The most interesting thing for me is how these expressions of bravery have reached me; not one has been during a face to face conversation with someone. On a number of occasions, I have met up with a friend who has not even mentioned it to me at the time, and then later messaged me or emailed me to tell me that my writing resonated with them and I am so brave for putting it out there. Some have not even mentioned it at all, yet I know they are following.

Why is it so difficult for many of us to express our true feelings and be real with each other, human to human, in the flesh? One word – vulnerability.

We are conditioned from a very young age to view vulnerability as weakness. Putting ourselves in an emotionally vulnerable position elicits enormous feelings of fear; fear that if other people know our intimate thoughts and feelings then they will no longer like us; fear that we do not deserve to be seen as we are, because what we are is not good enough, and fear that our vulnerability will not be reciprocated and we will be left exposed and hurt. And so we avoid putting ourselves in situations where we might express our true feelings because of the possibility of appearing weak in the presence of another.

But here is the thing – I have made myself vulnerable by speaking my truth in a very public way, and that vulnerability looks like bravery to you. So why one rule for me and another for you? You can bet your boots that if you expressed your vulnerability you would look courageous to others too. Because you would be. It is in the sharing of our vulnerabilities that true connection happens between my heart and yours. Allowing someone to really see you with all your human frailties is the greatest gift you can give, and your reward is a real spiritual connection with an equally flawed soul.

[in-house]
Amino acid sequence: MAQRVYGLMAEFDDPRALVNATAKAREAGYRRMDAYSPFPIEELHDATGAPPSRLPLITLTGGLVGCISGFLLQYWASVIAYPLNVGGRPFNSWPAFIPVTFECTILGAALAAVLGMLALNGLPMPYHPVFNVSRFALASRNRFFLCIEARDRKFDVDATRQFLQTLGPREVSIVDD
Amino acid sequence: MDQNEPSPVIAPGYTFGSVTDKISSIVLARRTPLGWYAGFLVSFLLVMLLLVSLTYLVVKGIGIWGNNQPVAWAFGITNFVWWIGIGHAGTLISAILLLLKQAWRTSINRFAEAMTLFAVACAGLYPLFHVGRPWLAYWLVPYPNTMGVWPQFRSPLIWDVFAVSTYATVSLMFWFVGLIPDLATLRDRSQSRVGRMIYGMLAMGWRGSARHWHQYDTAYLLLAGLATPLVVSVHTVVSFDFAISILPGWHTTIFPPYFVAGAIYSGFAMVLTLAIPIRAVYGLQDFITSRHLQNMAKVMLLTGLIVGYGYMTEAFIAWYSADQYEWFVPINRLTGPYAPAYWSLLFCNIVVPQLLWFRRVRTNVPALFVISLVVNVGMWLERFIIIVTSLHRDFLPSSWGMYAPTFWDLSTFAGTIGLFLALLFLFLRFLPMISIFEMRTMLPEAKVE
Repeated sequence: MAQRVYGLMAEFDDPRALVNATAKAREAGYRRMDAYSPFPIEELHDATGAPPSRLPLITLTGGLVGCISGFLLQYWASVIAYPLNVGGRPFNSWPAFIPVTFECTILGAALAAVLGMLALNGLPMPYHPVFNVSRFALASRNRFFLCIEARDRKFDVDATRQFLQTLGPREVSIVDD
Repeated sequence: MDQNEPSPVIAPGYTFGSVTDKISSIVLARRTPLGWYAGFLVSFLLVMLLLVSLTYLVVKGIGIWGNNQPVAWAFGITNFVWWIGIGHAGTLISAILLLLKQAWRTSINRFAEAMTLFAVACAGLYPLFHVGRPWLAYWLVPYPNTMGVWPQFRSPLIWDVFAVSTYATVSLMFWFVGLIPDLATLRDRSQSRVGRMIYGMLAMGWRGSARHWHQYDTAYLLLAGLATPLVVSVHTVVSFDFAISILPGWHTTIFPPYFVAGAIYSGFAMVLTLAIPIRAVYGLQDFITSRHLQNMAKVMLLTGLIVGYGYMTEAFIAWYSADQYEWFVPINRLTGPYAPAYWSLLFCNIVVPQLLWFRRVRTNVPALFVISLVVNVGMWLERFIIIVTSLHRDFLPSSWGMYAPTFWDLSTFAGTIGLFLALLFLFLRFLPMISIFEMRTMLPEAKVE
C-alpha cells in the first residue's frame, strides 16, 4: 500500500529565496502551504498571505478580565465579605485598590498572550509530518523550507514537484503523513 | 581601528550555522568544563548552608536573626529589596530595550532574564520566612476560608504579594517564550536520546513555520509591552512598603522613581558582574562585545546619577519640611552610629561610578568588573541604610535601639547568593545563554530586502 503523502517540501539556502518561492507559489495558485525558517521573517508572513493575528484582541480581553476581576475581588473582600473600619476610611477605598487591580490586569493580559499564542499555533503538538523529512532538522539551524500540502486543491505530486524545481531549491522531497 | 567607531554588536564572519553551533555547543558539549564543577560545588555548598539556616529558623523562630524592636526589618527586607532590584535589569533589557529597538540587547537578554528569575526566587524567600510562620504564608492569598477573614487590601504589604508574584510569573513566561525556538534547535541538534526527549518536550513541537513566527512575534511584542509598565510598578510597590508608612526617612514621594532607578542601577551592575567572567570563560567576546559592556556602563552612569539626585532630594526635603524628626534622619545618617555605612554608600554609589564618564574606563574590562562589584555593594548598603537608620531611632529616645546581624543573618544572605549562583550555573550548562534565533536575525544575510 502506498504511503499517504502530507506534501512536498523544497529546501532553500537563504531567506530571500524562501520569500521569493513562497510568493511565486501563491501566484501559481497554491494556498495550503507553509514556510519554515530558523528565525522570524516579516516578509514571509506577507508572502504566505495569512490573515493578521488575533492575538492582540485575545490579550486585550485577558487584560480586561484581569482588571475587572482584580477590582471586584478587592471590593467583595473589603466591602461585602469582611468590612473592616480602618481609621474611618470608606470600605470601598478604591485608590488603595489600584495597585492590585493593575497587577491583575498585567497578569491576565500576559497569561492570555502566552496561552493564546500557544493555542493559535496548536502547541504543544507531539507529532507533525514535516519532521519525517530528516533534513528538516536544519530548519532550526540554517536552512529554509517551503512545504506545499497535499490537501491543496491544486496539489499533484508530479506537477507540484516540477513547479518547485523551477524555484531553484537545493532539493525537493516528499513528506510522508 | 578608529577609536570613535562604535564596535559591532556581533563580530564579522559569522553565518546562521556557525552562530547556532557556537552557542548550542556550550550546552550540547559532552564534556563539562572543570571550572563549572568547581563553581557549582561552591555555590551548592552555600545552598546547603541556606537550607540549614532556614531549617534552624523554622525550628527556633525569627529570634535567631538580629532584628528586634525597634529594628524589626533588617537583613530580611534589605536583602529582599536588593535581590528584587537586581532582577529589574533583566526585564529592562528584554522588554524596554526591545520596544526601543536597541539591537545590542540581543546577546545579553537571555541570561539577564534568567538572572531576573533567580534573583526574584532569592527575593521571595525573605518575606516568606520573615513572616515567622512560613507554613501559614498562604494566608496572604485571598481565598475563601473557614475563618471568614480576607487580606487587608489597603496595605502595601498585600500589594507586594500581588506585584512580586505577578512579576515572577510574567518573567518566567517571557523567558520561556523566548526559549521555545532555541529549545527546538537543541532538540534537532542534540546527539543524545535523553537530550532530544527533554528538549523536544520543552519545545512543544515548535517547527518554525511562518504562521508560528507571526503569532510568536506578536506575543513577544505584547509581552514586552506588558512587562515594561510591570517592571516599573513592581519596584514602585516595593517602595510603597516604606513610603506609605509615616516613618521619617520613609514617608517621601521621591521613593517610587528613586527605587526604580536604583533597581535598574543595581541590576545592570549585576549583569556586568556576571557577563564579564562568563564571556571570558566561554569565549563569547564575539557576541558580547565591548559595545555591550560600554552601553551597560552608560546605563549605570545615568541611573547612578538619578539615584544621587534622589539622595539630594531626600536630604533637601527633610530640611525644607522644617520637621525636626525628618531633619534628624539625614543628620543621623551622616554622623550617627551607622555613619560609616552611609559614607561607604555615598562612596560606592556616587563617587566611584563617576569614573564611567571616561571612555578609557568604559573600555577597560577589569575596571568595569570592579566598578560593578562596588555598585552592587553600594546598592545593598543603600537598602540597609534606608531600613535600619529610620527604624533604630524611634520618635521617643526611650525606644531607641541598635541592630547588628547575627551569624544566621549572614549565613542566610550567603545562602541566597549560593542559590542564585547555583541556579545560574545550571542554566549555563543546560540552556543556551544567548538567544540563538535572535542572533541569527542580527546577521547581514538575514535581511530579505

So today, in some small way, have the courage to share your vulnerability with someone. Look someone in the eye and tell them how you really feel about them, or ask for that help you need, or leave a comment here and share your vulnerabilities in a safe space where you will be accepted with love.

Yours in vulnerability,


Note – since I wrote this, a friend directed me to the work of Brene Brown, an eminent research professor specialising in vulnerability. If this post resonates with you, then check out her blog Ordinary Courage.